Buying Decisions—Are They Emotional or Rational?

This article is an excerpt from the Shortform book guide to "The Psychology Of Selling" by Brian Tracy. Shortform has the world's best summaries and analyses of books you should be reading.

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What makes people buy? Are most consumer decisions rational (as most of us would like to believe) or emotional (driven by impulses)?

When a customer is faced with the option of buying a product or service, she can do one of three things: she can buy it, she can buy a competitor’s product, or she can buy nothing. In any case, this decision will be driven by her emotions: buying decisions are emotional, not rational.

In this article, we’ll take a look at the drives and emotions behind the consumer decision-making process.

Buying Decisions Are Emotional

People use rational thinking to justify a buying decision only after they have emotionally committed to it. For example, a person might fall in love with a shirt and decide to buy it. As she stands in the checkout line, she might rationalize that she needs this shirt because she has several events coming up she can wear it to. But those rational decisions are not why she settled on this particular shirt, or why she decided to buy it today: She decided to buy it because she responded to it emotionally. 

In order to make a sale, you must therefore appeal to the emotions that will drive a prospect to buy (desire), and avoid the emotions that will block the sale (fear).

Basic Desires

The most basic desire behind sales decisions is the desire for gain and improvement. People make purchases with the intention of becoming better off in some aspect of their lives. If your product or service can promise to improve your customer’s life significantly, she’ll be less hesitant and more willing to pay a higher price for it. Basic human desires that a customer generally wants more of include:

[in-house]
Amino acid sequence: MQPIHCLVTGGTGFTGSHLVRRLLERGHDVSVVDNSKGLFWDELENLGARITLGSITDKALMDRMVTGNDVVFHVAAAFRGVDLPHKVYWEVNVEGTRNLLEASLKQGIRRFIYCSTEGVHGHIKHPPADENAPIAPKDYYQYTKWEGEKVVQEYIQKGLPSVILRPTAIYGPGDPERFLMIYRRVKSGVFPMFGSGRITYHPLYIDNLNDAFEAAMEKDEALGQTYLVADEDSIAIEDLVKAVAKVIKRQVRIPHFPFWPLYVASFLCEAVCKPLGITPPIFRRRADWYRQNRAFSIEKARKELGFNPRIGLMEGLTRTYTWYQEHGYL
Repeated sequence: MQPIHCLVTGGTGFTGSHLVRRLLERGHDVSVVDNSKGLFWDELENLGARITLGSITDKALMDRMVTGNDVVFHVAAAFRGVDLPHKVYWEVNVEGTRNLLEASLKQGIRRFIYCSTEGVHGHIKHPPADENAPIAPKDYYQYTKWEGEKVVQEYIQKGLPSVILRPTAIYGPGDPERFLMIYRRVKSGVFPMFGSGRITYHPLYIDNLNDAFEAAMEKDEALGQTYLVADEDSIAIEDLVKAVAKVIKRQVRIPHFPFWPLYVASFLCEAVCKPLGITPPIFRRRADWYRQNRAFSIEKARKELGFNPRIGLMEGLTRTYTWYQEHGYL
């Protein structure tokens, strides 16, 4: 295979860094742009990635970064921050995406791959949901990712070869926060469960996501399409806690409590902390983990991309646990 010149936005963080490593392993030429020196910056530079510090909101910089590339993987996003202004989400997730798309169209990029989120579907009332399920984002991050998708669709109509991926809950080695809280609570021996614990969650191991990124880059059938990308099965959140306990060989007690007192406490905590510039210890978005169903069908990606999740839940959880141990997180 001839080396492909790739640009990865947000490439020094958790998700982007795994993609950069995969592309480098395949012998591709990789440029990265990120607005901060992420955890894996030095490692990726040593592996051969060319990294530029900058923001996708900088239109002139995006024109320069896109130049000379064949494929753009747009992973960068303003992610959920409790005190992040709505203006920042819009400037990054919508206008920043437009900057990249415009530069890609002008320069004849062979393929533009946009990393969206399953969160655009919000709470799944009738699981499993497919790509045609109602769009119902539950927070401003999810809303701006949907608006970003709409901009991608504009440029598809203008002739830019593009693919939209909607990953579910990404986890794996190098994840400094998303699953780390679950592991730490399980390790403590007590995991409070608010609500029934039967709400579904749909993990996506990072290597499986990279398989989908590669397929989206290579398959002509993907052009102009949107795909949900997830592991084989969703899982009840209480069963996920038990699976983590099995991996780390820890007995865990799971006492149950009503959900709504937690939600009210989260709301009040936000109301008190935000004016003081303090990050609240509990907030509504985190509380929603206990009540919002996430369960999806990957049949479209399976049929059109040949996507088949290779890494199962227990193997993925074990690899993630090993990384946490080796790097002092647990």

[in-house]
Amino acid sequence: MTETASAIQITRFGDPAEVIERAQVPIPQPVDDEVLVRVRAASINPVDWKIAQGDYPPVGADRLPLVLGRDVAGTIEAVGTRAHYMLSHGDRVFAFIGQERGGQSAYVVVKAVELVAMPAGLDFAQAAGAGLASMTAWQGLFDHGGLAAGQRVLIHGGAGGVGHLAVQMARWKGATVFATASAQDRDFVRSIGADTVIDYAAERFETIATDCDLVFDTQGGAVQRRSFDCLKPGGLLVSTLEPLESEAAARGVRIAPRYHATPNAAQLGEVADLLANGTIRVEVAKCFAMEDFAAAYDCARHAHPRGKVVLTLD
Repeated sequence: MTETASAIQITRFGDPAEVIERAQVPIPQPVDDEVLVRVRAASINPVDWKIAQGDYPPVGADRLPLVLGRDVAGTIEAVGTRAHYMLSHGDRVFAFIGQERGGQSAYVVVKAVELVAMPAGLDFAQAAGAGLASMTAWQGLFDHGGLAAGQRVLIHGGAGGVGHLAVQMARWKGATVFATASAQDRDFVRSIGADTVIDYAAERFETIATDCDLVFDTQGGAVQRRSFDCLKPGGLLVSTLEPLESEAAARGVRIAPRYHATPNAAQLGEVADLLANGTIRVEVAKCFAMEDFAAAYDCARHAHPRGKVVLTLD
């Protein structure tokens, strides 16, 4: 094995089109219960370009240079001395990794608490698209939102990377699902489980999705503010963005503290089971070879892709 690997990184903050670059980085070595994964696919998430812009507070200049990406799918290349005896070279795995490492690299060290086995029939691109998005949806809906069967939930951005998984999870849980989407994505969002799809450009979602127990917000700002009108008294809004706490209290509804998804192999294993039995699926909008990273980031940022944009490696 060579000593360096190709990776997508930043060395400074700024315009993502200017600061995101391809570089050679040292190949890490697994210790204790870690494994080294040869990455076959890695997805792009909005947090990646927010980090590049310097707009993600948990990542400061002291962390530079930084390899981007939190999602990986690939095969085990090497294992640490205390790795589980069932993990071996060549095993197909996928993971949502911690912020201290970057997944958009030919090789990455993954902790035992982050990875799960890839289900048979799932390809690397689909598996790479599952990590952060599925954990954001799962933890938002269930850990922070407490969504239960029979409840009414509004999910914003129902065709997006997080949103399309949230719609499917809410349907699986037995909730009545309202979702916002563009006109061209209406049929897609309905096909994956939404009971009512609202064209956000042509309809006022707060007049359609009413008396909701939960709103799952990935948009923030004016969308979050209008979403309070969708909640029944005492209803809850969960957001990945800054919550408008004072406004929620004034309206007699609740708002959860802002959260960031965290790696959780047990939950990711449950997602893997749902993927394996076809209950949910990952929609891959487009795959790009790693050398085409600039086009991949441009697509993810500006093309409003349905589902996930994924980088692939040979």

• Money: People looking to save money or make money might buy investments or financial courses. 
  • Security: People who want to protect the things that are important to them, such as their personal belongings, their jobs, their health, their finances, and their data, might buy insurance or a back-up server. 
  • Personal growth: People looking to improve their skills—for example, to become a better tennis player—might purchase sessions with an instructor. Others might buy self-help books to get better at their jobs.  
  • Love and companionship: People looking for a romantic match might buy a subscription to a dating website.
  • Health: Customers looking for the benefits of good health, including long lives and attractiveness, might purchase a gym membership or vegan cookbook. 

Another basic desire behind many sales decisions is the desire for social approval. When a person considers a purchase, she often considers what others will think of it before making a decision. There are different ways this desire can manifest itself, including:

  • The desire for status and prestige: Customers want products that increase their chances of being liked, respected, admired, and even envied. Products that do these things allow a customer to broadcast her success to other people.  
  • Being ahead of the pack: People love to feel up-to-date; being a trendsetter makes us feel like leaders. If your potential customer is a so-called early adopter—the 5 to 10 percent of the market who place a high premium on being “the first” to try something—then emphasizing that aspect of your product or service will encourage a sale. 

Basic Fears

Conversely, the main reason a person decides not to make a purchase is fear. Fear can manifest in several ways, but the two primary fears that block sales are:

  • Fear of losing money: People often fear spending too much on a poorly judged purchase. However, you can sometimes use a person’s fear of loss to your advantage: If a person fears losing out on an opportunity, they might be more motivated to buy your product or service.

Fear of making a mistake: People also fear buying something they later won’t want, don’t need, or that won’t help them in the way they’re anticipating. Everyone has made purchases they later regret. Consequently, most buyers approach purchases carefully.

Buying Decisions—Are They Emotional or Rational?

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Darya Sinusoid

Darya’s love for reading started with fantasy novels (The LOTR trilogy is still her all-time-favorite). Growing up, however, she found herself transitioning to non-fiction, psychological, and self-help books. She has a degree in Psychology and a deep passion for the subject. She likes reading research-informed books that distill the workings of the human brain/mind/consciousness and thinking of ways to apply the insights to her own life. Some of her favorites include Thinking, Fast and Slow, How We Decide, and The Wisdom of the Enneagram.

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